"The Witch and the Hundred Knight offers a surprisingly dark narrative that some might even find initially off-putting if they go in expecting rainbows and sunshine."
The Witch and the Hundred Knight is different from your standard JRPG when it comes to both gameplay and its narrative content. Rather than being a grind-heavy strategy RPG with a turn-based battling system, it is instead a real-time hack-and-slash action RPG with some strong looting tendencies. And rather than providing a light-hearted and comedic story to follow, it offers a surprisingly dark narrative that some might even find initially off-putting if they go in expecting rainbows and sunshine.
The game's narrative revolves around the egregious witch Metallia and her attempts to dominate the world through relentless application of stinky swamp mud. In order to spread her influence (and swamp), she summons the Hundred Knight, a legendary figure that has been talked about for ages, which actually turns out to be a pathetic, scrawny creature only capable of communicating through childish babbling. So, this is where you come in, taking on the role of the Hundred Knight. It's your job to go out into the world and "release" the Pillars of Temperance, plants that hold the seed of the swamp, allowing Metallia's swamp mud to flow freely into new areas.
Metallia herself is set up as a nasty piece of work almost from the get-go. Right from the beginning you are forced to follow her commands as she barks them out at you, and belittles you for every little thing she can possibly think of. It doesn’t take much time at all for you to learn that she is belligerent, aggressive, foul-mouthed (she spouted out all my favorite cuss words in the span of an hour) and prone to irrational bouts of violence and torture. What a woman! At least, so it seems for a significant portion of the early game; some players may find it difficult to engage with her as the story's main protagonist due to quite how objectionable she can be at times, but it's worth sticking with her. Give her a chance because over time, she gradually starts to show her hidden depths, and the fact that she is a much more complex character than she initially appears.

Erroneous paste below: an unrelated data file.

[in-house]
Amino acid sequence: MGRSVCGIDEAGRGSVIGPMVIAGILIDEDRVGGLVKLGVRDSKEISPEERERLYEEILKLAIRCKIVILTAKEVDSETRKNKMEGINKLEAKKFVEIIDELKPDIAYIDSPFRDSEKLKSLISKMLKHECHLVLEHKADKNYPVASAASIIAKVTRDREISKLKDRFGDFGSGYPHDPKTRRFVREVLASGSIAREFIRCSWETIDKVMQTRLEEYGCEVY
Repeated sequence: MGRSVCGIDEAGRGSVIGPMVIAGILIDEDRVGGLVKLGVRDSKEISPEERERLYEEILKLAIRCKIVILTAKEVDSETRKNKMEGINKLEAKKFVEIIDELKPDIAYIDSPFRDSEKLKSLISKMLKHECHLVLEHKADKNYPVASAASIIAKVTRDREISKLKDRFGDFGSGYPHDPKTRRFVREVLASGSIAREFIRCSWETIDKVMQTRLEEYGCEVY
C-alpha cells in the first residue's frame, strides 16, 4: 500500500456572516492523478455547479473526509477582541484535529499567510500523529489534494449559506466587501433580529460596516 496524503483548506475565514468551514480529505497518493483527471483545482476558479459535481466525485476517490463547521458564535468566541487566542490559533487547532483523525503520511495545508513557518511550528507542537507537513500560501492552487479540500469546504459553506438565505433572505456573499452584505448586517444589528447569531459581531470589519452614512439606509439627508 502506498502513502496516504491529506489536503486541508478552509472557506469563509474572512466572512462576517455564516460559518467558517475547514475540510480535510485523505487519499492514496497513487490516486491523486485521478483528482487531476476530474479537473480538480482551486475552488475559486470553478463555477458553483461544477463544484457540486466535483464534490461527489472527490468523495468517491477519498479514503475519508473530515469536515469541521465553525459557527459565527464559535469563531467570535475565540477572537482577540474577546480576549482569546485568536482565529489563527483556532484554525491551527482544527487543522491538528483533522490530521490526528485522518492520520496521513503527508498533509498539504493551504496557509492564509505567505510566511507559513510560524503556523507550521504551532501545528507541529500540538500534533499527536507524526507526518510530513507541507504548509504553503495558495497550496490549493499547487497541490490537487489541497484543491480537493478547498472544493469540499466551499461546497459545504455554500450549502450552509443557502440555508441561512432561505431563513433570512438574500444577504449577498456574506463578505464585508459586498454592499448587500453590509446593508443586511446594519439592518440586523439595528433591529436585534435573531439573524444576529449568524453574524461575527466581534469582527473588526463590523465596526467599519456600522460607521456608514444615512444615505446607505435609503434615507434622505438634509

"The story unfolds gradually and slowly, a little too slowly at times perhaps, but provides a genuinely compelling reason to keep playing the game."
It probably comes as no surprise that Metallia has plenty of issues, and they are both deep-rooted and serious. However, the story gradually sees you learning the truth behind her wickedness, eventually leading towards the answers to several questions posed early in the game: why she can't leave her swamp without the Hundred Knight releasing the Pillars, why the other witches in the world won't acknowledge her despite her obvious power, and exactly what is going to happen when she claims, all too calmly at that, that she's going to die in a hundred days' time.